Delicious! I liked the mood of this painting. I squinted to read the painters signature. Pieter Breugel, the Elder
I smiled on. Yes, I was truly democratic and he had depicted me well. My ways might be different. I prefer innovation too and my friend, Breugel had got that right. It was an ode to me, alright
The Triumph of Death was a good enough title.
I was so pleased that night that I went past Breugels bedroom just to see how he looked. How could he paint such beauty of the times to come? 
A prophecy in paint?

But soon coming off my mesmerism, I had to hurry back to the death chambers where a few more heretics were breathing their last.
I was happy about Breugels depiction, but the next night I wondered if bleak and grim was the only way I should be represented. If I was a muse wasnt I beautiful too? If I was an inevitable phenomenon  the last stop of existence - wasnt I a celebration too? The ultimate philosophical clarity? The point where every question eventually ended even if it didnt? If I came with good timing after a prolonged illness, wasnt I a blessing?
I visited Breugel often to see what he was thinking. He was an empty man after the painting was done. I wished he could fill up again with thoughts on me. If I couldnt be documented, would I have still happened? 
I thought more about this because the Inquisitors records of the dying, though well-kept initially, would be eventually destroyed in the pleats of time  I knew this. What would remain of me, perhaps, was not scrawled records in an old musty locker, but a beautiful painting crossing generations of different sensibilities, worldviews, languages, and pace.

I visited Breugels studio often, beholding my biography with its beauty, vividness, and flow. I could have been Narcissus. 
I marveled at his earlier painting, Hunters in the Snow. That too had flirted with thoughts of me through a dead blanket of snow, when life grinds slow on the fire of human spirit.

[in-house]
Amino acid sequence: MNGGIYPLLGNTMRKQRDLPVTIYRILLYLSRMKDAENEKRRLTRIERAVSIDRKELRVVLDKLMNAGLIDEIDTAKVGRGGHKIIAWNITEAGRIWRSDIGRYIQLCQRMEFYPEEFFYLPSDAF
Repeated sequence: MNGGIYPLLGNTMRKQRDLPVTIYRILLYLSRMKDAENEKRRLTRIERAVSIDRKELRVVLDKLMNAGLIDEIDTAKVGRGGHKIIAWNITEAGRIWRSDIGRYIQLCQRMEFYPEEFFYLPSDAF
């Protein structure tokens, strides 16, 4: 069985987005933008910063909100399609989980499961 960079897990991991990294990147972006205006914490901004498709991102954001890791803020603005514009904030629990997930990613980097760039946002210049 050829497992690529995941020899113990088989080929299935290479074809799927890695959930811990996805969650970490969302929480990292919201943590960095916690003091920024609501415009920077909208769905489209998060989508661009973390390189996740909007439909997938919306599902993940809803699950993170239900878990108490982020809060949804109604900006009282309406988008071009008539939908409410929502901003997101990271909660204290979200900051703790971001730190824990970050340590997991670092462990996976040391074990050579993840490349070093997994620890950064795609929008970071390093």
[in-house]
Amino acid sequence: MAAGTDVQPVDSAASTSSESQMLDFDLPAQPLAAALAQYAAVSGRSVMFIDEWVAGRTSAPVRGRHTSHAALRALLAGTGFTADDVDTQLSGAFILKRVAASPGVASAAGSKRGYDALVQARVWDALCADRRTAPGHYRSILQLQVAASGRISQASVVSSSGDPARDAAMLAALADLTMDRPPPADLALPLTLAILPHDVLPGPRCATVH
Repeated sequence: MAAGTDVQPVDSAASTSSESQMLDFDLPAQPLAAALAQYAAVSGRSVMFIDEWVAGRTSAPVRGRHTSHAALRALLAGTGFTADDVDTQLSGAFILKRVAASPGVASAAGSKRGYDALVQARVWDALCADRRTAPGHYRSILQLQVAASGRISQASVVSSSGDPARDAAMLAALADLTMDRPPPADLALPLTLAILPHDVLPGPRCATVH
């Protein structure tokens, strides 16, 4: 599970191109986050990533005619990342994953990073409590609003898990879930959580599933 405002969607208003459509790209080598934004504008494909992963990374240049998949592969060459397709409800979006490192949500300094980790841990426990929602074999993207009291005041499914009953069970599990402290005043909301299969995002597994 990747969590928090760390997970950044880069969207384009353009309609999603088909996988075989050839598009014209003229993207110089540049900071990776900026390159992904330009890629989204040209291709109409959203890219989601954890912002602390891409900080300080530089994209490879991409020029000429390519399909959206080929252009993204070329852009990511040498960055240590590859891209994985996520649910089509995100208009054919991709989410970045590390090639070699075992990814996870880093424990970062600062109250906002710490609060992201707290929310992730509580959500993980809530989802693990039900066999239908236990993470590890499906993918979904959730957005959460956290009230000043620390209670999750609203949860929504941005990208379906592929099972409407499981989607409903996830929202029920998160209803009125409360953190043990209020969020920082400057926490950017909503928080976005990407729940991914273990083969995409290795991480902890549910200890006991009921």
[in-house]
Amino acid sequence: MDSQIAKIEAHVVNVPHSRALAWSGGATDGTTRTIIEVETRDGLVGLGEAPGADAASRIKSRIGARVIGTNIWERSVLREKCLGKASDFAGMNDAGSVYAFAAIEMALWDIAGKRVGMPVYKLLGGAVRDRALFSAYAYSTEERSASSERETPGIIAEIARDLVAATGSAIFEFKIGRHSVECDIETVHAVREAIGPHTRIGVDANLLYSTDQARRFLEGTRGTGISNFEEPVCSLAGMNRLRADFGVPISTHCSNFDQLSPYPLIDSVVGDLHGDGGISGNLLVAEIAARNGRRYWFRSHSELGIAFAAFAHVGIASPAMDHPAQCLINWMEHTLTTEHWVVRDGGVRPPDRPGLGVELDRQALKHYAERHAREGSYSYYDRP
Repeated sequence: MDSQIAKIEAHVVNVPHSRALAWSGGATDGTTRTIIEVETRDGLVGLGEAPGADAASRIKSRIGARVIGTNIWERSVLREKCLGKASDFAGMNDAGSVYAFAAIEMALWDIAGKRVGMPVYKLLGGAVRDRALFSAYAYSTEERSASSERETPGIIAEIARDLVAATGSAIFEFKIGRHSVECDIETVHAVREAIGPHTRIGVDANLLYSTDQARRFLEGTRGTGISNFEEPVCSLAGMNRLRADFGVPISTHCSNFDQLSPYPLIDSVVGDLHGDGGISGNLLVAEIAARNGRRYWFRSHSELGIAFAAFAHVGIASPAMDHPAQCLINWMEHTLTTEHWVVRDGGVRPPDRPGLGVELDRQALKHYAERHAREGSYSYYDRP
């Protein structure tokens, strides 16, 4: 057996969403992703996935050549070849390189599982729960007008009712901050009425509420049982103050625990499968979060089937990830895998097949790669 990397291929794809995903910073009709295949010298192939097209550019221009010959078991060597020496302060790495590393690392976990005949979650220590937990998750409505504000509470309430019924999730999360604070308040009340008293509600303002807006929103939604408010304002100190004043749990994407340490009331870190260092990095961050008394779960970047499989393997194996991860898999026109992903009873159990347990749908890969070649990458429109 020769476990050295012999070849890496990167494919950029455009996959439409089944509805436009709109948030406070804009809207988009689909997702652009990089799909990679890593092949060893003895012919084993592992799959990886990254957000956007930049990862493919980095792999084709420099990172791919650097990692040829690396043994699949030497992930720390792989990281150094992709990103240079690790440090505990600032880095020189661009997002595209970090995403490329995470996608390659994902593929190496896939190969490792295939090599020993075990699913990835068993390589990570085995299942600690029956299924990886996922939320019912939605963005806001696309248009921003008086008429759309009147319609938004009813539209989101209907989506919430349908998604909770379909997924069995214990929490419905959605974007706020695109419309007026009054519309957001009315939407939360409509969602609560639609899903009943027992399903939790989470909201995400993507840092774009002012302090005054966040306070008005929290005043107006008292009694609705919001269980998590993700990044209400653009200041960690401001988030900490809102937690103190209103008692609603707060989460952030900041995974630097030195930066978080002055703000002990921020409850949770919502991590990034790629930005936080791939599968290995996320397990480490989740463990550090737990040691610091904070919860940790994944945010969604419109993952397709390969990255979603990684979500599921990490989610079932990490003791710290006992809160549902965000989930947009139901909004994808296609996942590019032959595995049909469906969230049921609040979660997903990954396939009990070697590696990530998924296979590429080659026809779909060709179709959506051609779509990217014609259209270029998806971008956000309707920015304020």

I was proud of my new friend. I hoped that I could take his life much later. I prayed that the last of his breaths could stretch further and further, multiplying manifold, into new years of my life.
So in the months and years to come, I kept in touch with him, flipping in and out of his reflections and introspections. I liked the methods of his silence. 
Even when the Inquisition reached its height, when everyone was troubled by it, when it had become a loathsome topic of discussion in every drawing room across every dinner table, Breugel would maintain his distant views in cold silence. He wouldnt discuss the Inquisition even with his good friend, Hans. 
It would only diffuse over his canvases.

When Phillip II came to the throne, the Inquisition got a further boost and I was gainfully employed to almost 200% of my capabilities and patience.
In 1560, drought and famine took over, and yet the monarch imposed more taxes on the people.
Discontent was widespread. People were calling me to them because of heartbreak, disillusionment with the kingdom, with nature and her stinginess: her land that did not yield, her sky that would not give. 
I collected so many lives by this failed natural phenomenon alone, that Life my muse and compatriot would have called me her competitor. 
Even in all this, I never stopped following Breugel. I must admit I was just as mesmerized by him, as he was with me.